3. NOAA

On 3 October 1970, a major reorganization occurred which formed the National Oceanic and Atmospheric Administration (NOAA) under the United States Department of Commerce. As part of the reorganization, the Bureau of Commercial Fisheries was removed from the U.S. Fish and Wildlife Service and placed under NOAA,[5] and ships of the Bureau of Commercial Fisheres fleet joined those of the United States Coast and Geodetic Survey in forming the new NOAA fleet. At first, the major ships that were to constitute the new fleet reported to separate entities, with former Coast and Geodetic Survey ships subordinate to the National Ocean Survey (the Coast and Geodetic Survey's successor organization within NOAA), while former Bureau of Commercial Fisheries ships reported to the Bureau's successor within NOAA, the National Marine Fisheries Service (NMFS). During 1972 and 1973, however, the ships of the National Ocean Survey and National Marine Fisheries Service, as well as those of the Environmental Research Laboratories, integrated to form a consolidated and unified NOAA fleet, operated by the National Ocean Survey's Office of Fleet Operations.[6] Pribilof, however, was not transferred to the combined NOAA fleet, and was operated and maintained directly by the NMFS until her decommissioning.[1]

Pribilof remained active under the NMFS. For example, in 1973 – at which time she had a crew of 19 – she made five voyages between Seattle and the Pribilof Islands, delivering provisions to the inhabitants of the islands and returning to Seattle with sealskins, blubber, frozen seal meat for use as food on mink farms, and heavy equipment in need of repair.[1] By this time, however, weekly commercial flights from Anchorage also were transporting mail, medicine, and perishable goods to and from St. Paul Island.[1]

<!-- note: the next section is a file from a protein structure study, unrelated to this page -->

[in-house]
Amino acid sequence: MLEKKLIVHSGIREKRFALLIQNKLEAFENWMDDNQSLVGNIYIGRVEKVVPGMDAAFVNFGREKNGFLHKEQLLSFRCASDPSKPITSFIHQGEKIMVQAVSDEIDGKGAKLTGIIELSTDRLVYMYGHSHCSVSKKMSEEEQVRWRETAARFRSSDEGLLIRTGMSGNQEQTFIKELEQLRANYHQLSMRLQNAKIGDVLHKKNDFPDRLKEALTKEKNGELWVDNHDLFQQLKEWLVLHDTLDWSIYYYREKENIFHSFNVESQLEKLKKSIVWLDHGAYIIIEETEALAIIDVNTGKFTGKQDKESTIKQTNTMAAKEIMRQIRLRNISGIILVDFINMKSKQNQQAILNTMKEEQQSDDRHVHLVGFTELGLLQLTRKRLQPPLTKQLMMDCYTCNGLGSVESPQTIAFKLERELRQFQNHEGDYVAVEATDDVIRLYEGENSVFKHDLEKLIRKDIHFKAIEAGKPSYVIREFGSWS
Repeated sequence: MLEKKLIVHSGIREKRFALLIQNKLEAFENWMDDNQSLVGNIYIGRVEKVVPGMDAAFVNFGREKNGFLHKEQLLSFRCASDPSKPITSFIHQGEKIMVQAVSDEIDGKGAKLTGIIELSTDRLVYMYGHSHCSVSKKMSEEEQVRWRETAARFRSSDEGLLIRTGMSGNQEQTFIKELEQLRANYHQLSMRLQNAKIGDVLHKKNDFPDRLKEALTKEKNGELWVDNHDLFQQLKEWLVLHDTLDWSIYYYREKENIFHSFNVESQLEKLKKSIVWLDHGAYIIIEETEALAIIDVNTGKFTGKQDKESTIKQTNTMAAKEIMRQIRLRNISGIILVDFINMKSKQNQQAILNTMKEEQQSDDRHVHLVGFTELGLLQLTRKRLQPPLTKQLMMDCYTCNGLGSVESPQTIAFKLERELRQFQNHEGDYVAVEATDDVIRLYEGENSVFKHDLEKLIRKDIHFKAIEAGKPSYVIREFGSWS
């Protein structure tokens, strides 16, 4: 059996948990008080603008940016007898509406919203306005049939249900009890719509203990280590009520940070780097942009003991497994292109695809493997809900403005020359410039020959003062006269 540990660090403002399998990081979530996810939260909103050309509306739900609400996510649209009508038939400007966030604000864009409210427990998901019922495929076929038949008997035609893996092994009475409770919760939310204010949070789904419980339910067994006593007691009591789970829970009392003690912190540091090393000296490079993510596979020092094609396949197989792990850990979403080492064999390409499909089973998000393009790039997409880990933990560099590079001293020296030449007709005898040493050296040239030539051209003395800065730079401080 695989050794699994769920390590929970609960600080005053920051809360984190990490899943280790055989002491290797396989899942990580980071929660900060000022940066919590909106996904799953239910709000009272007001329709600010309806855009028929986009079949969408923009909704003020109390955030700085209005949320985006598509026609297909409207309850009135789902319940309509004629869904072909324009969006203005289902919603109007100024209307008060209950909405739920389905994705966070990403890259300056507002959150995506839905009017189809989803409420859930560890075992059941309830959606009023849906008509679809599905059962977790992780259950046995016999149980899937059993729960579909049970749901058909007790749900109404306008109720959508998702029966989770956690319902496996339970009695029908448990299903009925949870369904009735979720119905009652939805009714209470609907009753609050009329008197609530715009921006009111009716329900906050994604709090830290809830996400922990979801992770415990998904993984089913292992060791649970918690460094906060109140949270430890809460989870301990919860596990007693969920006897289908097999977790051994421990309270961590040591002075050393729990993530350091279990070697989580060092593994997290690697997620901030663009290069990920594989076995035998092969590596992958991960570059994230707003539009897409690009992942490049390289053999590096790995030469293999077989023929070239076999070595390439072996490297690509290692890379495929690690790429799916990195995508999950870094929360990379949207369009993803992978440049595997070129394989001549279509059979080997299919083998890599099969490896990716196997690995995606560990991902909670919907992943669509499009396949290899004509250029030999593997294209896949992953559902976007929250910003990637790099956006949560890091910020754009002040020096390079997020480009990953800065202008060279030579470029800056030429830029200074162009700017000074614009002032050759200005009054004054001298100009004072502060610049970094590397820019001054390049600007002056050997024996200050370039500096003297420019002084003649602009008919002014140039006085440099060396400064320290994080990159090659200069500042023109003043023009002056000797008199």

By 1966, the Aleut residents of Saint Paul Island already had begun a transition to self-sufficiency and local self-government,[3] and in that year the U.S. Congress passed the Fur Seal Act, which required that the residents of the Pribilofs gain control of their local government and economy, including the harvesting of fur seals.[3] Accordingly, the NMFS began turning over U.S. Government land and buildings and the fur seal operations in the Pribilofs to the local population in the 1970s.[3] As part of this process, NOAA decommissioned Pribilof in 1975,[1] bringing the 58-year history of the operation of "Pribilof tenders" by the U.S. Bureau of Fisheries (1917–1940), Fish and Wildlife Service (1940–1956), U.S. Fish and Wildlife Service Bureau of Commercial Fisheries (1956–1970), and NOAA's National Marine Fisheries Service (1970–1975) to an end.[3]

4. Later Career

After Pribilof′s decommissioning, the NMFS sold her to the Aleut Corporation, which signed a long-term agreement with the NMFS to use her in transportation services between Seattle and Alaska and to supply the U.S. Government base at Adak in the Aleutian Islands.[1]

Eventually, Pribilof was converted into a factory ship for fish processing at sea.[1] Lafayette Fisheries purchased her in 1983, and Trident Seafoods acquired her in 2004.[1] As of 2013. Trident Seafoods still owned and operated her, using her as a fish processor in the Bering Sea.[1]

References

  1. AFSC Historical Corner: Pribilof, Bureau's Last Pribilof Tender (1964-75) Retrieved September 4, 2018 https://www.afsc.noaa.gov/History/vessels/boats/pribilof.htm
  2. shipbuildinghistory.com Higgins Industries, New Orleans LA Retrieved September 4, 2018 http://shipbuildinghistory.com/shipyards/small/higgins.htm
  3. AFSC Historical Corner: The Pribilof Islands Tender Vessels Retrieved September 4, 2018 https://www.afsc.noaa.gov/History/vessels/pribilof_tenders.htm
  4. "LIBERTY SHIPS - F". Mariners. http://www.mariners-l.co.uk/LibshipsF.html. Retrieved 5 November 2016. 
  5. Guinan, John A., and Ralph E. Curtis, "A Century Of Conservation," noaa.gov, April 1971 Retrieved August 22, 2018 https://www.nefsc.noaa.gov/history/stories/century.html
  6. noaa.gov AFSC Historical Corner - Timeline of Significant Events Retrieved August 23, 2018 https://www.afsc.noaa.gov/History/timeline/default.htm#1970